October 30th – Devil’s Night. Often referred to as “Mischief Night” in other areas of the United States, it’s a night of mischief and crime on the streets of Detroit, Michigan. While it started out with petty pranks and Halloween-themed activities, it soon became an event focused on arson, leaving the city in a state of terror.
History of Devil’s Night
The beginning of Devil’s Night is contested, with historians placing its origins between the 1910s and 1940s. It’s believed to have started in Michigan with students at the former Detroit College of Medicine, who set large bonfires in the streets. While they were friendly with the firefighters, often handing them cigars when they arrived to put out the blazes, Detroit Police Commissioner Heinrich A. Pickert soon began to threaten them with jail.
In the 1940s, Devil’s Night was traditionally a time when the city’s youth participated in petty crime and mischievous behavior. This included toilet papering trees and houses; egging, waxing or soaping windows and doors; and leaving flaming bags of dog feces or rotten vegetables on the front stoops of houses.
In an interview with Refinery29, BBC HistoryExtra‘s Owen Davies explained the tradition may have been influenced by Halloween activity in Ireland:
“Devil’s Night in Michigan was part of the much wider Halloween tradition of mischief night in the USA. It seems to draw heavily on a similar Irish tradition of Halloween violence and vandalism. It was well-ingrained in the big cities by the 1930s, with the youths of Dallas, for instance, greasing the railway tracks, puncturing tires, smashing windows, and turning over outdoor toilets.”
Escalation in arson activity
Starting in the 1970s, the vandalism typically associated with Devil’s Night increased to more serious crimes, such as arson. Fires were set to houses, abandoned buildings, cars and dumpsters, and while the majority of this took place in Detroit‘s inner city, the surrounding suburbs were also affected.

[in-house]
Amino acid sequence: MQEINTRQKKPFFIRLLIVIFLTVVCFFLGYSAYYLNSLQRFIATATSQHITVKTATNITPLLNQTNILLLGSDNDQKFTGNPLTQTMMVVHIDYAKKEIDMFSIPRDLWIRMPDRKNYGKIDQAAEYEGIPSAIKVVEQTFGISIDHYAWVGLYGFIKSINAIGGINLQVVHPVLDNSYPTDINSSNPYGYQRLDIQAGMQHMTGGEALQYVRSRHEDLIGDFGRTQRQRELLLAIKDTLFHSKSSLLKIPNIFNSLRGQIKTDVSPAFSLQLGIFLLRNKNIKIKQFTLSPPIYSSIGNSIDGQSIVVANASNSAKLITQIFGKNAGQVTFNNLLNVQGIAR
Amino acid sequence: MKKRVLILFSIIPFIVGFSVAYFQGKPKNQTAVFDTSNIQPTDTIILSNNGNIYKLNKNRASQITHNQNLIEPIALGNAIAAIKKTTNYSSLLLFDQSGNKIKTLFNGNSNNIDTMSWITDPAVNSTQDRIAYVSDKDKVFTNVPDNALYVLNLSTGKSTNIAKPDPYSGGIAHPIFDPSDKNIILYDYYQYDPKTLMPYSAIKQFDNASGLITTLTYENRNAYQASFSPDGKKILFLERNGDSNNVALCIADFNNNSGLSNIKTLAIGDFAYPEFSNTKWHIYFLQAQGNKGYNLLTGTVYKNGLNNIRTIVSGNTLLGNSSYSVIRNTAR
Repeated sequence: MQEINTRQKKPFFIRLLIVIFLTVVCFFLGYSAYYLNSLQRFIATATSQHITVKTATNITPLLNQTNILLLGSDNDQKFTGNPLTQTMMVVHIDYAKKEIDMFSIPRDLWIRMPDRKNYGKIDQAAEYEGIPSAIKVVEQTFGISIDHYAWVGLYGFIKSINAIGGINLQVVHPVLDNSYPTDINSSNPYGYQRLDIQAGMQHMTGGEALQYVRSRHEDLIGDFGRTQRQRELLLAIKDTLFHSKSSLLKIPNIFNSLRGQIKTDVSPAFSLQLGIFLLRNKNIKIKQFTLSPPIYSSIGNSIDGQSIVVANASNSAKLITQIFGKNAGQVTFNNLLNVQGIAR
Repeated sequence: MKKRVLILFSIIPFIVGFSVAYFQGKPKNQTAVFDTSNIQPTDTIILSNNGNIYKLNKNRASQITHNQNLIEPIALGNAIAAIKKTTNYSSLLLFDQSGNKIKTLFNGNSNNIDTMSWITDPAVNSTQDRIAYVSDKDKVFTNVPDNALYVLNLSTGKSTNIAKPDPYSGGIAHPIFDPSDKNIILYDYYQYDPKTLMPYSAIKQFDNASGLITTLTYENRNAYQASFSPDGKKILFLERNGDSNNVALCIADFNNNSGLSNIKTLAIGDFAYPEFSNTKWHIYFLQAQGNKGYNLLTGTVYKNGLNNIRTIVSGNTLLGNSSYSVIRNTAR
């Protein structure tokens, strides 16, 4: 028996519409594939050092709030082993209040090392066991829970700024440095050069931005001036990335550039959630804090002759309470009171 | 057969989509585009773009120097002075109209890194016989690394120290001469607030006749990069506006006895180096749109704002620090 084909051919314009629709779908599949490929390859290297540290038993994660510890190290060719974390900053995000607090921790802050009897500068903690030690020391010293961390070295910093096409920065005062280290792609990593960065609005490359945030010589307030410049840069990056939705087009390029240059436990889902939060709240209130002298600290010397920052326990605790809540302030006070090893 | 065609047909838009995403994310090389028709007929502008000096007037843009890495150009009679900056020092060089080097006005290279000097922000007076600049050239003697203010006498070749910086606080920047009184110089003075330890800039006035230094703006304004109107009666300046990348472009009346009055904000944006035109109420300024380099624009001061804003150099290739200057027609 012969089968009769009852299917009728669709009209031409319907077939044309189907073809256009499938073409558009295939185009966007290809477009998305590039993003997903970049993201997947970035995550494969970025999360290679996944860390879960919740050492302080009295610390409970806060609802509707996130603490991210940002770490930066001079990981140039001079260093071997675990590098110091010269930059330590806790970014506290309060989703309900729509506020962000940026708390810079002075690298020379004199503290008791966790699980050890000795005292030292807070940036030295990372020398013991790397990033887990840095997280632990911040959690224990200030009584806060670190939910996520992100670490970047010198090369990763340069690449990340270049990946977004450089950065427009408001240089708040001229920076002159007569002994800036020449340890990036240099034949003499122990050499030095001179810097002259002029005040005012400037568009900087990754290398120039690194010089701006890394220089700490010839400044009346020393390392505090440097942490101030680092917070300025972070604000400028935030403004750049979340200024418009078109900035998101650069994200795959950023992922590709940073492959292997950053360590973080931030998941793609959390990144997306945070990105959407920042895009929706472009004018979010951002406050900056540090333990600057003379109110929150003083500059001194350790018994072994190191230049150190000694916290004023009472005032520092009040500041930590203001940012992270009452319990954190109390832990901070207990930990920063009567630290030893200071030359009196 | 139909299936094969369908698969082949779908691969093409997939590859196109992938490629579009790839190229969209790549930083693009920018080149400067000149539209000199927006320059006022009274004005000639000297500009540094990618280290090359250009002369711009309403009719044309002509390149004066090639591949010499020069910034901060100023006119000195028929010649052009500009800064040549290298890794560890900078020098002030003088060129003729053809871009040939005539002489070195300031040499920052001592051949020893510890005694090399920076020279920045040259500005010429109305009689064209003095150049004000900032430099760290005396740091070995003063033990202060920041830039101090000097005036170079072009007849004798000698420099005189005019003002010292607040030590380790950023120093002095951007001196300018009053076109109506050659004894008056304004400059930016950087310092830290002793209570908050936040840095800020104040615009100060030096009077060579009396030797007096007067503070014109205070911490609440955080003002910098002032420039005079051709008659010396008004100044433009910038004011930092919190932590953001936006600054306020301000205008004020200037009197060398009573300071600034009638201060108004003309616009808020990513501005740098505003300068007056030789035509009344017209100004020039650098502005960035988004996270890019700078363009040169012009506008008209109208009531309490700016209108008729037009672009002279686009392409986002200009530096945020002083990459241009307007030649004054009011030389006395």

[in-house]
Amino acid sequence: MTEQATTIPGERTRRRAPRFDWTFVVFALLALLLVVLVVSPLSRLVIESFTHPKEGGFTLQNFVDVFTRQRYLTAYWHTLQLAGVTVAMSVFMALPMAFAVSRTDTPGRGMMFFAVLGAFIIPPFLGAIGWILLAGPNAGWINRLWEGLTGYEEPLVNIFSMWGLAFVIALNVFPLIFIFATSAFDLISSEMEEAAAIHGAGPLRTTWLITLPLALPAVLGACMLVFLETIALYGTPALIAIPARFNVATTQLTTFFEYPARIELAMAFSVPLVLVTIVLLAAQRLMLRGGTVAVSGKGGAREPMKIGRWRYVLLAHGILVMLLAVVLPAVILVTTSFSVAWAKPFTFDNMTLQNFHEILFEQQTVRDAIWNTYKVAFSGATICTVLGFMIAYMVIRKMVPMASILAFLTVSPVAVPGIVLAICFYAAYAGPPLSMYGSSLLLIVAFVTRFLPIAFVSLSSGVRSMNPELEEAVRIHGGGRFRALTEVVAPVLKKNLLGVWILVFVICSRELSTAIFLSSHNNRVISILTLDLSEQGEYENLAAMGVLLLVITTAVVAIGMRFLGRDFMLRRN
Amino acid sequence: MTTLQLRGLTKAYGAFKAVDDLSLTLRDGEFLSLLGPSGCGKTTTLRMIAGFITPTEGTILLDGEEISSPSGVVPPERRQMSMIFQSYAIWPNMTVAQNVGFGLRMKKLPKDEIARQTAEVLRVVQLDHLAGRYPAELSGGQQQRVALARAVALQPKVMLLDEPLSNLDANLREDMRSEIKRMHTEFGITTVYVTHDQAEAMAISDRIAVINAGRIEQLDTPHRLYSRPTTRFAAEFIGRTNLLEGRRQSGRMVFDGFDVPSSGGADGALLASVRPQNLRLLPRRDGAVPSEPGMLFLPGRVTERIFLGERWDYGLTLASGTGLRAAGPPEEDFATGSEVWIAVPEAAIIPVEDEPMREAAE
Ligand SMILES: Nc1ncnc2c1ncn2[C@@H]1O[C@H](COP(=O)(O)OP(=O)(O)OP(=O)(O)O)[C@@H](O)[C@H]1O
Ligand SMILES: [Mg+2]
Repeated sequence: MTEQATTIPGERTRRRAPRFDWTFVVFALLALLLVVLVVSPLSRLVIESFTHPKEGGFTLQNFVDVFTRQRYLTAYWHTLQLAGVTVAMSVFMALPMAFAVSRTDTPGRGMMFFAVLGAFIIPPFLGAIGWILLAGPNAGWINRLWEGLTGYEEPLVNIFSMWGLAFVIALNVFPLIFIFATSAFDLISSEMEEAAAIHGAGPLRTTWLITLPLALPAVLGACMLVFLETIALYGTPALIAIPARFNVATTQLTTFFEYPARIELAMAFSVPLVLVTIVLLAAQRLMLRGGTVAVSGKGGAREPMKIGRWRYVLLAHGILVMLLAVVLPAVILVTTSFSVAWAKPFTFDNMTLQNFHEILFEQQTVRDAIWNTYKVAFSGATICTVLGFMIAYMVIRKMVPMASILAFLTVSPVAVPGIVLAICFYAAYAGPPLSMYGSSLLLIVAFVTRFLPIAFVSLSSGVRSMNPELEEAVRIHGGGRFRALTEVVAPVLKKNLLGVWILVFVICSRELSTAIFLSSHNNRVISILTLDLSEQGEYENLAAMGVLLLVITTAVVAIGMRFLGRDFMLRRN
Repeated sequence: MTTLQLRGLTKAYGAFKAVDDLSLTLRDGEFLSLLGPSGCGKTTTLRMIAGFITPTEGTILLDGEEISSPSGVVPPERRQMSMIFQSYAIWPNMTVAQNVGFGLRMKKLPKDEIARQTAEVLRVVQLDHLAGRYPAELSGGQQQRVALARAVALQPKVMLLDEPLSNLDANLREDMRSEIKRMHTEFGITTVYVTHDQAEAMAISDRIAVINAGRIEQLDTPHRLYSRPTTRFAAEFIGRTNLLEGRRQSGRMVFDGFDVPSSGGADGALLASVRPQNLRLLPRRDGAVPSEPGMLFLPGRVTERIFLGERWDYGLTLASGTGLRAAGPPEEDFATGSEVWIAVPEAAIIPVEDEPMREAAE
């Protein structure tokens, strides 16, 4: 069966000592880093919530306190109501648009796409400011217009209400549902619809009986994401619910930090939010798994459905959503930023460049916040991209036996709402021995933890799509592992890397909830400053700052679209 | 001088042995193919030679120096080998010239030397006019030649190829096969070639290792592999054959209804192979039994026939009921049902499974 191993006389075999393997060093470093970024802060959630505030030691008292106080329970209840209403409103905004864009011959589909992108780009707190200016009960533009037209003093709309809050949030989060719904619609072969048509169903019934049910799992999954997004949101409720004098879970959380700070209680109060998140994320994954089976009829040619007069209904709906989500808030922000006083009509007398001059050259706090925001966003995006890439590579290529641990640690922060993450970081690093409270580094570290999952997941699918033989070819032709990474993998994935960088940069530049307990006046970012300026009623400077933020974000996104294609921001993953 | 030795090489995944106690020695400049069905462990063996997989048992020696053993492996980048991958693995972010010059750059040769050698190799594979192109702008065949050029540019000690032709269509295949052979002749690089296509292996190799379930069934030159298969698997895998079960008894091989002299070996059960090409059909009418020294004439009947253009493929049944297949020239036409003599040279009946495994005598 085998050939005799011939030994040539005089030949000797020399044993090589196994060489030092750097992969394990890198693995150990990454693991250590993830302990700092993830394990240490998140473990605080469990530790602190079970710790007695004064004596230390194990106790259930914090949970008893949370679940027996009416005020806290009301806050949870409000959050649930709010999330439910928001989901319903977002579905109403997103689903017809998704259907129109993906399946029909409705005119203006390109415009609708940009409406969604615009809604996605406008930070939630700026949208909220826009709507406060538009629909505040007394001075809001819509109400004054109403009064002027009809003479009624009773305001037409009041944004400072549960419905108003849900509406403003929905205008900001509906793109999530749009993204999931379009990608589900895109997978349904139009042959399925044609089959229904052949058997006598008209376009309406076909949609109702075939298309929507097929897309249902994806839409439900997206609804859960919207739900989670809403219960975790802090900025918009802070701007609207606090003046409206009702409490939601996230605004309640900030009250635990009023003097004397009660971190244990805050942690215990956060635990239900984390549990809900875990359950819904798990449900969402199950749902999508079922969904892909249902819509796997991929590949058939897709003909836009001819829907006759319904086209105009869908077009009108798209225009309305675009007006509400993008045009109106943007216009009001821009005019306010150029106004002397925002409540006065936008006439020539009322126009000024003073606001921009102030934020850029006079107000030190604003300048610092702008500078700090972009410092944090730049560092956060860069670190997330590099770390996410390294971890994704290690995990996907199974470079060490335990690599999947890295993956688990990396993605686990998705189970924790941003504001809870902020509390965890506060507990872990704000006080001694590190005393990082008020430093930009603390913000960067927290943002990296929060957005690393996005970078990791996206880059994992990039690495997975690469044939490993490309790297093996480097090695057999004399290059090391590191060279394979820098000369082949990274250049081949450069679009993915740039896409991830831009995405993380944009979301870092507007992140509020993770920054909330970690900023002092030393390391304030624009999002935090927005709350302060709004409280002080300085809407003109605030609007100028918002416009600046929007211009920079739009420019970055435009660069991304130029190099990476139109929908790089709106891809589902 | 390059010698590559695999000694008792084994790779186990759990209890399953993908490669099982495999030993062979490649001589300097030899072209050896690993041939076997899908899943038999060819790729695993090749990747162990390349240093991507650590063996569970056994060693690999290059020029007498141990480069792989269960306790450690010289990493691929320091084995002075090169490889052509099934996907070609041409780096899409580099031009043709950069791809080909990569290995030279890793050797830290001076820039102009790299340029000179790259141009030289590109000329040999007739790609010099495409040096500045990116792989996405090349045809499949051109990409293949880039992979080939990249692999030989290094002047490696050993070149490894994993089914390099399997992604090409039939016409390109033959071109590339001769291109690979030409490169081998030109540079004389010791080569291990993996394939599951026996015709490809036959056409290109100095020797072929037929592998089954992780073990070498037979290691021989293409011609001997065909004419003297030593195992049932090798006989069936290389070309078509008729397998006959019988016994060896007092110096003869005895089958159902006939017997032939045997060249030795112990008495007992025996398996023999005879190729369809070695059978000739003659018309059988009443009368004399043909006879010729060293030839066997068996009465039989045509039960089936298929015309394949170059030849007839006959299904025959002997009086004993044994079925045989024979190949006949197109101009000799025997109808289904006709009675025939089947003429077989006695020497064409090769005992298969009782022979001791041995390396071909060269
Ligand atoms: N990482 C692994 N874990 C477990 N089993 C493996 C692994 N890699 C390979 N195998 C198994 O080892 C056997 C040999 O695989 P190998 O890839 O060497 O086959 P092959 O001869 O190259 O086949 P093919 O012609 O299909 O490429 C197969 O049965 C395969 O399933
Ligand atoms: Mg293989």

The destruction caused on Devil’s Night hit an all-time high in the mid-to-late-1980s, with over 800 fires being set in 1984. It’s estimated that between 1979 and 2010, more than 100 fires broke out in Detroit every Devil’s Night.
Devil’s Night turns into Angel’s Night
While Devil’s Night activity reached its peak in the 1980s, the arsons hadn’t declined by the early 1990s. It wasn’t until 1994 that the city and its officials received a wake-up call, after a one-year-old girl was killed and four others injured following a fire at their four-story apartment building. While it was never confirmed the incident was related to Devil’s Night, it did cause Mayor Dennis Archer to promise change.
The following year, city officials created Angel’s Night, implemented a 9:00 P.M. curfew for minors, banned portable gasoline containers, and launched gas restrictions. Around 50,000 Detroit residents volunteered to take part in Angel’s Night, keeping a high profile while they patrolled neighborhoods and relayed information to command centers via CB radios and cellphones.
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As the years went by, arson and other crime related to Devil’s Night became to decline, with fires decreasing to near-ordinary levels between 2000 and 2009. While there was a sharp increase in incidents in 2010, this appeared to be an anomaly, with arson cases continuing to decrease in subsequent years.
Following a successful campaign the year before, Angel’s Night was disbanded in 2018.